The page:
Something that hasn't been explicitly mentioned is that the word "clothes" is like the words "pants", "glasses", "binoculars", or "scissors" in that they are plural-only nouns. The plural of "cloth" is not "clothes" but "cloths". "Clothes" has no singular.
I think this partially explains why most compounds and attributive nouns use the singular form of the first word (even for semantically plural things, like "ten-foot pole"), but "clothespin" uses the plural form. However, it's more complicated than this because some of these plural-only nouns do get used in a singular form. Both "binocular case" and "binoculars case" are used.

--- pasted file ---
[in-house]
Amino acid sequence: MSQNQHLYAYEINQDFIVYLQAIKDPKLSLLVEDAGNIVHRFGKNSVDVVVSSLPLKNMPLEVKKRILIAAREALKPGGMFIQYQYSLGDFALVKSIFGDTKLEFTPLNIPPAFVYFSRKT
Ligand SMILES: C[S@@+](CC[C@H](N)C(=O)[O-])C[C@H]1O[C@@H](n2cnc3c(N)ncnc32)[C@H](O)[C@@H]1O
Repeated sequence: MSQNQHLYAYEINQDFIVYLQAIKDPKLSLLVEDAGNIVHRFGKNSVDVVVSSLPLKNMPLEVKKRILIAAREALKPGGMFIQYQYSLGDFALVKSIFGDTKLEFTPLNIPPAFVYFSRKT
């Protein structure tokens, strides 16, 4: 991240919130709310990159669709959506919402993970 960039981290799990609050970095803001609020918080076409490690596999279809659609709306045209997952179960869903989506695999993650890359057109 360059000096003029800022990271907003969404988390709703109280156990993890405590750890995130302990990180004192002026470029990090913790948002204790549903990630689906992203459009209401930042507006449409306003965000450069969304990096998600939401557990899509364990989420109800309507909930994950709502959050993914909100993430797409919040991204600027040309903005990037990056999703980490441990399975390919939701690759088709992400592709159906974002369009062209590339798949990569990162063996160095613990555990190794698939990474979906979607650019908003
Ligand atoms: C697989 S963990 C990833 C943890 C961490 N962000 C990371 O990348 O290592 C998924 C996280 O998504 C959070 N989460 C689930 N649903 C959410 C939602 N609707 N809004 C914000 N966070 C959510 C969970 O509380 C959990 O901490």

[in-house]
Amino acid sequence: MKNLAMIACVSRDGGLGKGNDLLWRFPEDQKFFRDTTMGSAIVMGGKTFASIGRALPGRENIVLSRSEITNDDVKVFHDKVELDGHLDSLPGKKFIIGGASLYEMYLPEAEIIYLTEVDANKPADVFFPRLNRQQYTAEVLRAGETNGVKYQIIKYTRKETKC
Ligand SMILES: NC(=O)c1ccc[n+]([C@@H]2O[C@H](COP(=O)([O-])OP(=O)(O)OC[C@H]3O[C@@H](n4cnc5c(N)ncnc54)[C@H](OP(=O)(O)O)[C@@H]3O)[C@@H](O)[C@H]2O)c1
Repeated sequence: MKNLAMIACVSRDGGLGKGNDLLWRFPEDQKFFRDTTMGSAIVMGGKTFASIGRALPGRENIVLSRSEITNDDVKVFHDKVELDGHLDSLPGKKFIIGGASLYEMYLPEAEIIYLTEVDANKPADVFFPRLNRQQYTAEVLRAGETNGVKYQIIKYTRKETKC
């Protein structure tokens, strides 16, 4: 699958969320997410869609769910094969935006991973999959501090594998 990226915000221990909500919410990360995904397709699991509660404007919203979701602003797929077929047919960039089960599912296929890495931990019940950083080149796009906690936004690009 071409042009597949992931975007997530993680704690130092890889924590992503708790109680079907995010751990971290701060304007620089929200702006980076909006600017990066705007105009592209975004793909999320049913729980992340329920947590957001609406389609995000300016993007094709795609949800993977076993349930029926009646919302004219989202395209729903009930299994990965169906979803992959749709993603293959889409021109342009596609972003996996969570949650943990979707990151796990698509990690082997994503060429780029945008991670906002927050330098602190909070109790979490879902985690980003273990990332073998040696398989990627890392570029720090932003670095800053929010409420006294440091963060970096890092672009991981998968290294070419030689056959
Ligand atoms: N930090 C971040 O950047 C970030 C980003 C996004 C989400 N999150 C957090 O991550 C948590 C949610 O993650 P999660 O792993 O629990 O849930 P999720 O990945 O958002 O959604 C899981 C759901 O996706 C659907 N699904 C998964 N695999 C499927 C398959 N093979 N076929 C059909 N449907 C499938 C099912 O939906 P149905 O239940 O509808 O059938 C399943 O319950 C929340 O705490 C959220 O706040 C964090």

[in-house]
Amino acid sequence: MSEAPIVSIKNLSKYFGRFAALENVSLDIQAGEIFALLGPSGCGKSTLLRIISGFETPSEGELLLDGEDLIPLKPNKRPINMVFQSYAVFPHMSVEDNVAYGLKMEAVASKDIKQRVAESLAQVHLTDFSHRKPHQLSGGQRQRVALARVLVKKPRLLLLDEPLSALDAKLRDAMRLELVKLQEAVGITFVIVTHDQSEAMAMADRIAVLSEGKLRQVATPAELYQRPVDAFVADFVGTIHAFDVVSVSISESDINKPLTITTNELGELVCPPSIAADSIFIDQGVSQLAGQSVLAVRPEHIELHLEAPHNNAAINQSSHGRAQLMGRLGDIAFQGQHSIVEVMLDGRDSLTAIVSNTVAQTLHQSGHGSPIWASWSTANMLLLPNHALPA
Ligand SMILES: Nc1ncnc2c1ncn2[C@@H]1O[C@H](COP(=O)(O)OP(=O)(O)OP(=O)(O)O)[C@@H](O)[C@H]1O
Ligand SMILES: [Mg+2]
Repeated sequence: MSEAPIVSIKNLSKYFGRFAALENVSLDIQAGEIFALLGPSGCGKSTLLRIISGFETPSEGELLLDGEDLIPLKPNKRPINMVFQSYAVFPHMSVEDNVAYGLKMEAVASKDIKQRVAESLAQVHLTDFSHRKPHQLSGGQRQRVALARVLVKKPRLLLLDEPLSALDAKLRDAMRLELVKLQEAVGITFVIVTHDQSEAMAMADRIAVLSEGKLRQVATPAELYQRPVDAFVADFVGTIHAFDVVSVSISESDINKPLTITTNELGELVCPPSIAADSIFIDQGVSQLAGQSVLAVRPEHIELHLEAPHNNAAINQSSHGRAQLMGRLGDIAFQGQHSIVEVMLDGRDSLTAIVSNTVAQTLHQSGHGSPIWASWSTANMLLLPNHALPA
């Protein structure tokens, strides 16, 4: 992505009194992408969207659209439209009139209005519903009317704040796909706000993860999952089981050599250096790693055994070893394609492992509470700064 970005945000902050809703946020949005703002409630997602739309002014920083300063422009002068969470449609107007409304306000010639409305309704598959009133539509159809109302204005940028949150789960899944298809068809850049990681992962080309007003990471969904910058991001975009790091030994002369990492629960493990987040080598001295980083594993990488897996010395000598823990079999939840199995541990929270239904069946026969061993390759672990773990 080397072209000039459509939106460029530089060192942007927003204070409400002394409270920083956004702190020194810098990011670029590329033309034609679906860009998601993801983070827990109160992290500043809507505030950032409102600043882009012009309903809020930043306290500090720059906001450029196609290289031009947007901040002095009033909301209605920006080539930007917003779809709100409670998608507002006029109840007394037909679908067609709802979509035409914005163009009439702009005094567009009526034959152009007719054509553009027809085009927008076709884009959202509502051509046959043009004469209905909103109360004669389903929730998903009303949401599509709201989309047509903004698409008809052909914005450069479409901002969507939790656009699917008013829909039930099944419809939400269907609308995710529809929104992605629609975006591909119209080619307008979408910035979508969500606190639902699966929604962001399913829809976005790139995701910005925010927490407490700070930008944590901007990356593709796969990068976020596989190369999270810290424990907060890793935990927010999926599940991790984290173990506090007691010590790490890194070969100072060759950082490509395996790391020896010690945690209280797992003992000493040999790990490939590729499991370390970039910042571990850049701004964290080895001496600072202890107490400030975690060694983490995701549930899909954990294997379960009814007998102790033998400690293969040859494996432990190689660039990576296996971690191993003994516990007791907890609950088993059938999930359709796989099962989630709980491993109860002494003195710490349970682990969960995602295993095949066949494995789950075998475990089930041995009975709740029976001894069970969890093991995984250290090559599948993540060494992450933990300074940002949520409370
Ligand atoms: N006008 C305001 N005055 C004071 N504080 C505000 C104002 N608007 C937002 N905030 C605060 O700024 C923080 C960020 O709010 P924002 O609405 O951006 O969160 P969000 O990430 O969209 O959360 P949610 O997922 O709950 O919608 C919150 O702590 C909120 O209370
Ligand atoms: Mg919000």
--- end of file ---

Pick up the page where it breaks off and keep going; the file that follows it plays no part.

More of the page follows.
So for some plural-only words, both the singular and plural forms get used in attributive nouns. However, I think that "clothespin" is rather like "glasses case" in that using a singular form would be ambiguous. A "glass case" would be interpreted as a case made of glass (the material) or (less likely) a case for holding glass rather than a case for holding glasses. "Clothpin" has the same issue.